Genealogy Giants MyHeritage and Ancestry have both added 3 Norway Census collections to their databases, totaling millions of new records. If you have Norwegian origins, these census documents contain valuable details about your ancestors that have been largely unavailable online until now. Then head over to FamilySearch for a massive German records collection now available for free on their website.
Norway Census Records
Both MyHeritage.com and Ancestry.com have recently released millions of new records from nationwide censuses conducted in Norway more than a century ago. It’s a treasure trove of information for anyone with Norwegian heritage.
MyHeritage provided a press release that has great information about these Norwegian records:
“The collections provide robust coverage for Norway’s entire population during a span of two decades and include valuable family history information. While some former Norway censuses were conducted only in select trading centers, these records are more comprehensive. The 6.5 million new records document names, households, dates of birth, marital status, relationships, and residential conditions, making them vital for anyone wishing to explore their Norwegian origins. Their publication marks the first time that Norwegian record collections of such high quality and granularity are available online.
The 1891 and 1900 collections include digital images of the original census documents, while the 1910 collection is an index consisting of transcribed records provided by the National Archives of Norway. The 1900 census was conducted by means that were, at the time, innovative: punch cards, which were then sorted and counted using electric tabulating machines. Of the 2.3 million records in the 1900 collection, 1.9 million records now have digital images of the original documents associated with the census index. Images of the remaining records will likewise be connected to the index in the near future.
Norwegian privacy laws restrict public access to census data for 100 years. Consequently, the 1910 census is the most recent one available to the public. This collection stands out as the first census conducted following the dissolution of Norway’s union with Sweden in 1905. It is also the first Norway census to record full birth dates, rather than only birth years.”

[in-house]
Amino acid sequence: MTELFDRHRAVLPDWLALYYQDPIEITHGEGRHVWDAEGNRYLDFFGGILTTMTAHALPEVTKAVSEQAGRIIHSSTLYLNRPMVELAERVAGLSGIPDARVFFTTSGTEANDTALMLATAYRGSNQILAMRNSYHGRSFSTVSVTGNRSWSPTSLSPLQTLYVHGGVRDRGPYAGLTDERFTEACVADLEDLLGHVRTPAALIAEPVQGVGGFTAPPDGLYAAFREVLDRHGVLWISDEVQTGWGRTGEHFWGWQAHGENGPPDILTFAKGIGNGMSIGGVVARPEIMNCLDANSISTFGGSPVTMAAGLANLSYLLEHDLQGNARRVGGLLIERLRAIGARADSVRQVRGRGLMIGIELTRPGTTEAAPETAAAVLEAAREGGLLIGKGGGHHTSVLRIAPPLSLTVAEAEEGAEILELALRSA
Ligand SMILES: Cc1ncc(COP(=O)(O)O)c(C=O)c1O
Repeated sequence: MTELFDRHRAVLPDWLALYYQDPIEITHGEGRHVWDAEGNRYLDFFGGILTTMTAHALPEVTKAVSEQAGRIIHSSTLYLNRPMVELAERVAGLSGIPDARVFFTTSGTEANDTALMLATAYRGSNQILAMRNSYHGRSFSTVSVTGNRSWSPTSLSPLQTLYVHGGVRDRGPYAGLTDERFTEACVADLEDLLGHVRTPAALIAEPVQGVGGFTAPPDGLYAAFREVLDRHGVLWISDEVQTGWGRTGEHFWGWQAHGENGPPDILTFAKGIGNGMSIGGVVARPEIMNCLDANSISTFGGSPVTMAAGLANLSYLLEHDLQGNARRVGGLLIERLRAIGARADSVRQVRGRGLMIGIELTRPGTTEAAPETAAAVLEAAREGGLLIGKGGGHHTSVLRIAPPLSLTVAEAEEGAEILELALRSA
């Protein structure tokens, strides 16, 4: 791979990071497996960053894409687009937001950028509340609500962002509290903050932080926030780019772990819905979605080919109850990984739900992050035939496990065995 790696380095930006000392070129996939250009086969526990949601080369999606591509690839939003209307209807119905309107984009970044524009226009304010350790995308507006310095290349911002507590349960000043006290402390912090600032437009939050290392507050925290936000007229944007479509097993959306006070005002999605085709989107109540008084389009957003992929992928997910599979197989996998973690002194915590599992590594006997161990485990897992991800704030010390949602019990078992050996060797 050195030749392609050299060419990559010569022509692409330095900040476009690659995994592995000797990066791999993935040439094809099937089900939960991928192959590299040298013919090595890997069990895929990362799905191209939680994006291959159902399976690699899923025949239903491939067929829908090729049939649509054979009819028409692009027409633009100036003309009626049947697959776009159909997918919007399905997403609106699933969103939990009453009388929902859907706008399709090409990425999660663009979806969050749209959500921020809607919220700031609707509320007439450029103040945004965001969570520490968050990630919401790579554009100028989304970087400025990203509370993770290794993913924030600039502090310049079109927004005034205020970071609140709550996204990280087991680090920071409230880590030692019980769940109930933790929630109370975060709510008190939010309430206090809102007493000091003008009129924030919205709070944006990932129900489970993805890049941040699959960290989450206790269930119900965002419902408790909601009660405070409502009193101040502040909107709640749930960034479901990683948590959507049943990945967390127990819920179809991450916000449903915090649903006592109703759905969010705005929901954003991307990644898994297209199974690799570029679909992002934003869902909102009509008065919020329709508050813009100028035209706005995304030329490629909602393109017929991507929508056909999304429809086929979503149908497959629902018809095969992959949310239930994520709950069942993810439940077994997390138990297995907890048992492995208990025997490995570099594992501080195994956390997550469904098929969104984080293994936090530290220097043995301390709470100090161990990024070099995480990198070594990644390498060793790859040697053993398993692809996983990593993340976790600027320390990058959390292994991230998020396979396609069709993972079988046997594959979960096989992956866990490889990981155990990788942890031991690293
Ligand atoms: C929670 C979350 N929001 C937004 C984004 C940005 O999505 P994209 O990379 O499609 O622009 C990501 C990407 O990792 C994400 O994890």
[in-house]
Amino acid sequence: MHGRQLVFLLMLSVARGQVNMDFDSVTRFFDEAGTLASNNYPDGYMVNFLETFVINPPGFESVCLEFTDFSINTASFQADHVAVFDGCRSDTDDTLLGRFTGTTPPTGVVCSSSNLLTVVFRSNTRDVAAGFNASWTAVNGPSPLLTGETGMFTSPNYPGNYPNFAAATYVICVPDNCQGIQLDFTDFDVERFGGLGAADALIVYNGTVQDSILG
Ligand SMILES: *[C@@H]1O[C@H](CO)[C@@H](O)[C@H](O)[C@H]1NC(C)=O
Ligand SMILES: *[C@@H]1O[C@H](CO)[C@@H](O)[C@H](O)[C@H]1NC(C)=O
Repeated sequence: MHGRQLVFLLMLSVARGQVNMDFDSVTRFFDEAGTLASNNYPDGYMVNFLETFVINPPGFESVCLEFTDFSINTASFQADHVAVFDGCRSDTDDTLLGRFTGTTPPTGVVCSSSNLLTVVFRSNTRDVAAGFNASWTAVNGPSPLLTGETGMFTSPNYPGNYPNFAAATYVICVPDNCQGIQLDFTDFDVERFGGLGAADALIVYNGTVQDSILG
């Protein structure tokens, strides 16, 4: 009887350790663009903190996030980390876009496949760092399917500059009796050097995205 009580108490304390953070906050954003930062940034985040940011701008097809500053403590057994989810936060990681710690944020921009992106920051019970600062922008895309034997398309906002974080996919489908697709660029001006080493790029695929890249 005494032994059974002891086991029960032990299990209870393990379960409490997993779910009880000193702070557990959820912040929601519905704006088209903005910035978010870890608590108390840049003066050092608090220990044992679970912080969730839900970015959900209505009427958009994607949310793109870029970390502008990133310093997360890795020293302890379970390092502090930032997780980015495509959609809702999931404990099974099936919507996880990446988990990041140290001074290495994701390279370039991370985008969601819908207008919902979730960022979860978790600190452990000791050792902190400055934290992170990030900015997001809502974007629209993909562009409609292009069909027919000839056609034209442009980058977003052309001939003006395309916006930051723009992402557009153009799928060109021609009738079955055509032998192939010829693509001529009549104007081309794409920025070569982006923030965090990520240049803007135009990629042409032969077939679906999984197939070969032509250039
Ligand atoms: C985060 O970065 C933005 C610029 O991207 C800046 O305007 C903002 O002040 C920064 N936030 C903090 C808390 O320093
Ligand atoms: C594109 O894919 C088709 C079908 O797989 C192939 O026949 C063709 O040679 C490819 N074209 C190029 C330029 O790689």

MyHeritage Users: Click here to access the Norwegian Census Collection at MyHeritage.
Ancestry.com Users: Click below to access the Norwegian Census Collections via Ancestry.com:
German Records Online at FamilySearch
The all-free genealogy records site FamilySearch.org has added a huge records collection this week as well for Germany. The Bavaria, Middle Franconia, Brenner Collection of Genealogical Records, 1550-1900 includes over 2.5 million records. This alphabetical collection of family group sheets was compiled from records from 97 parishes in the area and was originally created by Tobias Brenner and others between 1918 and 1945. The records are written in pencil on pre-printed forms in Gothic German handwriting.
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Learn more about the Genealogy Giants
“Which genealogy records membership website should I use?” It’s one of the most-asked questions in genealogy—and this quick reference guide answers it! The Genealogy Giants guide is the perfect tool to quickly and easily compare all of the most important features of the four biggest international genealogy records membership websites: Ancestry.com, FamilySearch.org, Findmypast.com and MyHeritage.com. Then consult it every time your research budget, needs or goals change. Tables, bulleted lists and graphics make this guide as easy to use as it is informative. Available in both print and digital download.
Lacey has been working with Genealogy Gems since the company’s inception in 2007. Now, as the full-time manager of Genealogy Gems, she creates the free weekly newsletter, writes blogs, coordinates live events, and collaborates on new product development. No stranger to working with dead people, Lacey holds a degree in Forensic Anthropology, and is passionate about criminal justice and investigative techniques. She is the proud dog mom of Renly the corgi.
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